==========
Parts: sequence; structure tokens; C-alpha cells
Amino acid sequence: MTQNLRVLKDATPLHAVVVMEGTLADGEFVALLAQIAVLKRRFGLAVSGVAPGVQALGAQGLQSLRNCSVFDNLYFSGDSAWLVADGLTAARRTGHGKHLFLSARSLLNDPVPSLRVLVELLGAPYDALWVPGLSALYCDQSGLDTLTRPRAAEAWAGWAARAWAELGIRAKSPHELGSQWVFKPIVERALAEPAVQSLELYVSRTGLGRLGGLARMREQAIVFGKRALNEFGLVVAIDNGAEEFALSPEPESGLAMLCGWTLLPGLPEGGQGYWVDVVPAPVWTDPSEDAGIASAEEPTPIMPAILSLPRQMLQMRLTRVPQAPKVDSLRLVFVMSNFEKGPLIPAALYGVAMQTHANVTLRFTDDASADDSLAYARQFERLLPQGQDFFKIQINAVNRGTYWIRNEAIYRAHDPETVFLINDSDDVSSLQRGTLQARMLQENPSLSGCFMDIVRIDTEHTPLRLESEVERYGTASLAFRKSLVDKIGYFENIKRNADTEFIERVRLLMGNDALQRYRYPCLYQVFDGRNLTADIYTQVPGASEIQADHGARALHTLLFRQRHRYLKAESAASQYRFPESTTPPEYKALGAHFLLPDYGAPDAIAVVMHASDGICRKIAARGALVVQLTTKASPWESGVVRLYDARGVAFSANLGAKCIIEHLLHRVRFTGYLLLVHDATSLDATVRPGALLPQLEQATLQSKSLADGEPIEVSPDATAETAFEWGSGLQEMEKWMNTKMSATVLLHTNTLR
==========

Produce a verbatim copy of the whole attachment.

Parts: sequence; structure tokens; C-alpha cells
Amino acid sequence: MTQNLRVLKDATPLHAVVVMEGTLADGEFVALLAQIAVLKRRFGLAVSGVAPGVQALGAQGLQSLRNCSVFDNLYFSGDSAWLVADGLTAARRTGHGKHLFLSARSLLNDPVPSLRVLVELLGAPYDALWVPGLSALYCDQSGLDTLTRPRAAEAWAGWAARAWAELGIRAKSPHELGSQWVFKPIVERALAEPAVQSLELYVSRTGLGRLGGLARMREQAIVFGKRALNEFGLVVAIDNGAEEFALSPEPESGLAMLCGWTLLPGLPEGGQGYWVDVVPAPVWTDPSEDAGIASAEEPTPIMPAILSLPRQMLQMRLTRVPQAPKVDSLRLVFVMSNFEKGPLIPAALYGVAMQTHANVTLRFTDDASADDSLAYARQFERLLPQGQDFFKIQINAVNRGTYWIRNEAIYRAHDPETVFLINDSDDVSSLQRGTLQARMLQENPSLSGCFMDIVRIDTEHTPLRLESEVERYGTASLAFRKSLVDKIGYFENIKRNADTEFIERVRLLMGNDALQRYRYPCLYQVFDGRNLTADIYTQVPGASEIQADHGARALHTLLFRQRHRYLKAESAASQYRFPESTTPPEYKALGAHFLLPDYGAPDAIAVVMHASDGICRKIAARGALVVQLTTKASPWESGVVRLYDARGVAFSANLGAKCIIEHLLHRVRFTGYLLLVHDATSLDATVRPGALLPQLEQATLQSKSLADGEPIEVSPDATAETAFEWGSGLQEMEKWMNTKMSATVLLHTNTLR